Raj Chetty, David Grusky, Maximilian Hell, Nathaniel Hendren, Robert Manduca, Jimmy Narang, 05 May 2017

One of the defining features of the ‘American Dream’ is the ideal that children have a higher standard of living than their parents. This column examines rates of ‘absolute income mobility’ – the fraction of children who earn more than their parents – to assess whether the US is living up to this ideal. Rates of absolute mobility have fallen from approximately 90% for children born in 1940 to 50% for children born in the 1980s. Most of this decline is driven by the more unequal distribution of economic growth rather than the slowdown in aggregate growth rates.

Richard Evans, Laurence Kotlikoff, Kerk Phillips, 04 May 2012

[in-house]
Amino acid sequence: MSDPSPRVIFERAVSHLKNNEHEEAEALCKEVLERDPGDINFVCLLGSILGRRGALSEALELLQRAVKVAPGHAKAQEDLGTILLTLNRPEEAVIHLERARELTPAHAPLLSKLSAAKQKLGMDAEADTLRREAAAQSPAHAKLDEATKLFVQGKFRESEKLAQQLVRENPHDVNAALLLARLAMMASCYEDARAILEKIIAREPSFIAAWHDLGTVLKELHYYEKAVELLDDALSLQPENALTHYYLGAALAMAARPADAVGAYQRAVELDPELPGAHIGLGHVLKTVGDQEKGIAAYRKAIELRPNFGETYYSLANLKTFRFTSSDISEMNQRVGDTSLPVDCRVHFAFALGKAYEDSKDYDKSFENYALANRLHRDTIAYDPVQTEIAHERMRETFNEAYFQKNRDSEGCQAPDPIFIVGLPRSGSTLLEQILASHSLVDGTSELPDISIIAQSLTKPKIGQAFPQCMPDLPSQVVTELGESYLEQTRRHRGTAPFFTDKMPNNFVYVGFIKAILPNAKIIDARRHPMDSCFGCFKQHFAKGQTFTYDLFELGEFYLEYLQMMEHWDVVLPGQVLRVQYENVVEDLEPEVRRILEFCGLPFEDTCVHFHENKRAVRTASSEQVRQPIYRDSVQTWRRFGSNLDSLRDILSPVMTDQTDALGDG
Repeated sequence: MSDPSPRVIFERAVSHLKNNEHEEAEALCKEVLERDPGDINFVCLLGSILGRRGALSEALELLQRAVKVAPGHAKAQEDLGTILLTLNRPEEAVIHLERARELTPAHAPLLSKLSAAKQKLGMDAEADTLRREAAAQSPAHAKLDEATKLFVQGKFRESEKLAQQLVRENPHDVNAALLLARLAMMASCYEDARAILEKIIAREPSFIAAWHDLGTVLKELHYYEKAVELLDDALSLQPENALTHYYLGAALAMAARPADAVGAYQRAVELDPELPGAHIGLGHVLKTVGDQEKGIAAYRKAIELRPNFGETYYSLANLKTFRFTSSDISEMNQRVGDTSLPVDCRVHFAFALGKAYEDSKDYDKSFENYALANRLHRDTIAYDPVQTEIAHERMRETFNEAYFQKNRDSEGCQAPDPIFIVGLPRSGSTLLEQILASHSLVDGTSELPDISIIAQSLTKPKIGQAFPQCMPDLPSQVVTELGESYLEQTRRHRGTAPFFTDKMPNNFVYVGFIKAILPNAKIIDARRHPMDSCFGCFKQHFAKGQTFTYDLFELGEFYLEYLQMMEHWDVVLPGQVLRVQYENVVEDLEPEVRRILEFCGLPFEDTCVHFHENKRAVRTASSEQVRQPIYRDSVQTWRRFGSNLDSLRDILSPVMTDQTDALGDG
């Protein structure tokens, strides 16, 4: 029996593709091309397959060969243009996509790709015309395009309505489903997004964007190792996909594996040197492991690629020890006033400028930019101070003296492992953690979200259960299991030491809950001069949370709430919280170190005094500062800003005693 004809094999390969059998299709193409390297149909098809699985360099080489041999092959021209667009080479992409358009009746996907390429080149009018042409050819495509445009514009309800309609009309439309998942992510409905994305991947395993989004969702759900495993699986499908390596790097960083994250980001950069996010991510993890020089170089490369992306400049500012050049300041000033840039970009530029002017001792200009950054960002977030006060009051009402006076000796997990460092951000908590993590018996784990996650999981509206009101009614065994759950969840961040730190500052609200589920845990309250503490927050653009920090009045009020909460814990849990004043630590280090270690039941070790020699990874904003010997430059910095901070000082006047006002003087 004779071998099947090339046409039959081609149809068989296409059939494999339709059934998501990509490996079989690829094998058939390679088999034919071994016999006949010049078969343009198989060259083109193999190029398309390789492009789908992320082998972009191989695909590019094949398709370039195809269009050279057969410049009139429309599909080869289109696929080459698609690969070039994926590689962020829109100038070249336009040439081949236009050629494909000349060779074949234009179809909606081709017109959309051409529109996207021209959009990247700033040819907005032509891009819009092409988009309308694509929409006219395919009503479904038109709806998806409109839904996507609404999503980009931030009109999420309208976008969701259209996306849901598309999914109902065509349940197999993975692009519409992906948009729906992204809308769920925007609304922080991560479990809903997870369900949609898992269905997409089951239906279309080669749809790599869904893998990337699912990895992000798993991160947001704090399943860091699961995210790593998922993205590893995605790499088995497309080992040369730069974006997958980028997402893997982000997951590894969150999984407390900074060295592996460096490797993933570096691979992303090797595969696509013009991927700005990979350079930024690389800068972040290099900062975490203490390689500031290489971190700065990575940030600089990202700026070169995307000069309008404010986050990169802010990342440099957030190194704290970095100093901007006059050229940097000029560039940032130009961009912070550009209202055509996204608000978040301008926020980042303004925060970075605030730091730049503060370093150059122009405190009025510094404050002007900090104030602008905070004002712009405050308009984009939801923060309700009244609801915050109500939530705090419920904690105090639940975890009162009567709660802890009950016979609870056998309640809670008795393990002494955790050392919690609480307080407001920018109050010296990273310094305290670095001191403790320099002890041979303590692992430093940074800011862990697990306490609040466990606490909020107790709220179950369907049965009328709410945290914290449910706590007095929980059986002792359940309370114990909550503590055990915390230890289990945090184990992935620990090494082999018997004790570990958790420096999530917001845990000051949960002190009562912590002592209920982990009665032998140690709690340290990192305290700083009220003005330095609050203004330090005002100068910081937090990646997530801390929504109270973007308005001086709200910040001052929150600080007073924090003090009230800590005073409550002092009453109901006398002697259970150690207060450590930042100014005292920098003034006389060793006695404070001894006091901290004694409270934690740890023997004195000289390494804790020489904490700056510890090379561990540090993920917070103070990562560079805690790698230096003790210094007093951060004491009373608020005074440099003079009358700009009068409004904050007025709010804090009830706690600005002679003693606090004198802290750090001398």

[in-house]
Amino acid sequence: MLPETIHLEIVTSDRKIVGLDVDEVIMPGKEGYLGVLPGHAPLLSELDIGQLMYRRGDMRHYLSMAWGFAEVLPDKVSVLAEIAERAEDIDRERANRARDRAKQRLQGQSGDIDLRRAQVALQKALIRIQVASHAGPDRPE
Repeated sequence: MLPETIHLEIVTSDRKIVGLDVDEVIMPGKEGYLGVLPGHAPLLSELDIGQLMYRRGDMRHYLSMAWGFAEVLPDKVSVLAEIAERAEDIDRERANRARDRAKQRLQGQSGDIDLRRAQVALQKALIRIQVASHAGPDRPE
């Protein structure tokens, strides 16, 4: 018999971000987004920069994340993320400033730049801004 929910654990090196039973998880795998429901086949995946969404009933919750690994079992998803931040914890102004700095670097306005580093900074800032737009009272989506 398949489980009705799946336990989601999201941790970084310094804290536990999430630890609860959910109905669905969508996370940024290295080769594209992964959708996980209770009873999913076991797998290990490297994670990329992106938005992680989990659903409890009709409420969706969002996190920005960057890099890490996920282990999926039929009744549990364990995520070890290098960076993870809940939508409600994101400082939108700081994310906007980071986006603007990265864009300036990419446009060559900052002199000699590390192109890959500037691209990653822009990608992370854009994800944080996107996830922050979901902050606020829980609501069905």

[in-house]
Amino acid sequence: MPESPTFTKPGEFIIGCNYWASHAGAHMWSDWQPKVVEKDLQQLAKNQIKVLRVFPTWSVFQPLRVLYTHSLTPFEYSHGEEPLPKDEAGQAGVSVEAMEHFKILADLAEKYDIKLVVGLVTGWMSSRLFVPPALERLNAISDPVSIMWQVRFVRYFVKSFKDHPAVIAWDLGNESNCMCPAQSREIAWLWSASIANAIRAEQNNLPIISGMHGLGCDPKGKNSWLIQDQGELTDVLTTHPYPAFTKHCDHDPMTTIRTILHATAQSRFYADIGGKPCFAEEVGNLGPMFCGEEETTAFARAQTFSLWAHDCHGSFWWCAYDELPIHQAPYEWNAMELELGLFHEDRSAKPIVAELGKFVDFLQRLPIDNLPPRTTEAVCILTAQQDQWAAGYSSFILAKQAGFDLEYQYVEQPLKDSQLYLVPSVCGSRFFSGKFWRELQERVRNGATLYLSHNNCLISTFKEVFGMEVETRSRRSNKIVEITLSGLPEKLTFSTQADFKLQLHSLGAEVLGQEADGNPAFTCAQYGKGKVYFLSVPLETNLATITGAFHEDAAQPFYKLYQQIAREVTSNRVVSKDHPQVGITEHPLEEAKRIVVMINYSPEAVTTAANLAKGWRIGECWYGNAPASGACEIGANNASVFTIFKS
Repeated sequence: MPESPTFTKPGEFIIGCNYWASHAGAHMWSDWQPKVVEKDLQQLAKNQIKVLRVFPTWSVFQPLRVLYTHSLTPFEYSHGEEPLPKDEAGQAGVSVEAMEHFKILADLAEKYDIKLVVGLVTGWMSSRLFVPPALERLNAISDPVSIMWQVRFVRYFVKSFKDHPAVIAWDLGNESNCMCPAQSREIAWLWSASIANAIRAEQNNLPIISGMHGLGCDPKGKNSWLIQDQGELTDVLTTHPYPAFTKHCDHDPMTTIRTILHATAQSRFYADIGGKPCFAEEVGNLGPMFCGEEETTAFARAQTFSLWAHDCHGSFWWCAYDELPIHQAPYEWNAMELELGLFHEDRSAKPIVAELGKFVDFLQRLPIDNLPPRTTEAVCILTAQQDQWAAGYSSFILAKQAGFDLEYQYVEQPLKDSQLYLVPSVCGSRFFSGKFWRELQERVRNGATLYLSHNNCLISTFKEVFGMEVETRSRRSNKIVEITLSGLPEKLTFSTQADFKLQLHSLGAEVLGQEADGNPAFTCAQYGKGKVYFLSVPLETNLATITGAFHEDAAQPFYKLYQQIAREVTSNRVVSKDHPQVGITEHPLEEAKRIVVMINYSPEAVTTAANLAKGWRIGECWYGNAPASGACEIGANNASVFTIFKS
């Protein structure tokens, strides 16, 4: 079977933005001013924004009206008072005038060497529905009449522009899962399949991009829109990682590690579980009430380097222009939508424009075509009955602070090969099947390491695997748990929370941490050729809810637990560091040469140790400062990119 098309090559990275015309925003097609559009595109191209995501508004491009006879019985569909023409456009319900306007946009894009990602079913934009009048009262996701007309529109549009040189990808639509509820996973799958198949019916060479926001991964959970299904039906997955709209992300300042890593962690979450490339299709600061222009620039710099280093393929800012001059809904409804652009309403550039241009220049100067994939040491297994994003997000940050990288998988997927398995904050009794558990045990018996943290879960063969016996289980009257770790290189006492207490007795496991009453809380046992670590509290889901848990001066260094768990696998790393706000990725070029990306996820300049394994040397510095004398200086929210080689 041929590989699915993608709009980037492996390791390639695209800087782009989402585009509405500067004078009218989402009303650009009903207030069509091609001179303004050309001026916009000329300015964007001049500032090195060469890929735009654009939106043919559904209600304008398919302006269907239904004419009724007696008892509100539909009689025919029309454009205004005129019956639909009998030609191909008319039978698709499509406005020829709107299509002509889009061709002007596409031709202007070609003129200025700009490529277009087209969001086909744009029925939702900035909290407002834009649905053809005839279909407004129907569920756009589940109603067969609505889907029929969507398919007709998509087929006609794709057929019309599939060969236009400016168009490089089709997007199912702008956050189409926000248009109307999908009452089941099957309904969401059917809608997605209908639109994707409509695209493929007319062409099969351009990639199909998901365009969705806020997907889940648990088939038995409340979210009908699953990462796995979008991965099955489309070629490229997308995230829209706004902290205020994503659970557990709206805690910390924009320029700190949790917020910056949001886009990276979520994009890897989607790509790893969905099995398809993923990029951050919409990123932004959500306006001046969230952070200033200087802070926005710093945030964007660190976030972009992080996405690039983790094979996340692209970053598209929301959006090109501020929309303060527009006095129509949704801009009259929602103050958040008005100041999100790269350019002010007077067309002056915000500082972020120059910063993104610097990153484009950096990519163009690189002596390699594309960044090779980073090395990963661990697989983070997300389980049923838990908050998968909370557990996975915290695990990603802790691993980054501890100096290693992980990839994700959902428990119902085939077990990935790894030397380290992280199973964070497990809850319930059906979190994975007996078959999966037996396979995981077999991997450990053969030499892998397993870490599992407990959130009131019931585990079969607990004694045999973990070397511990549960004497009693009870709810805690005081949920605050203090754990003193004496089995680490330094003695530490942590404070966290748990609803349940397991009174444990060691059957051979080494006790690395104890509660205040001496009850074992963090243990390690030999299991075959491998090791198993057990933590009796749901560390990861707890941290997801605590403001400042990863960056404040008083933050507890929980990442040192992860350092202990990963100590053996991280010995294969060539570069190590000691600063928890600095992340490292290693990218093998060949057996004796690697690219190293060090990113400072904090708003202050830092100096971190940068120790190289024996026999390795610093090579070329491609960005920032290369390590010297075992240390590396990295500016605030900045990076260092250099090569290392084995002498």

The sustainability of government finances is very much the topic of the day. But the issue poses serious questions for the future, particularly how well off today’s younger generations will be compared with their parents. This column argues that the Ponzi scheme being played by the US government amounts to "fiscal child abuse" and is close to game over. For today's children the American dream will be just that – a dream.

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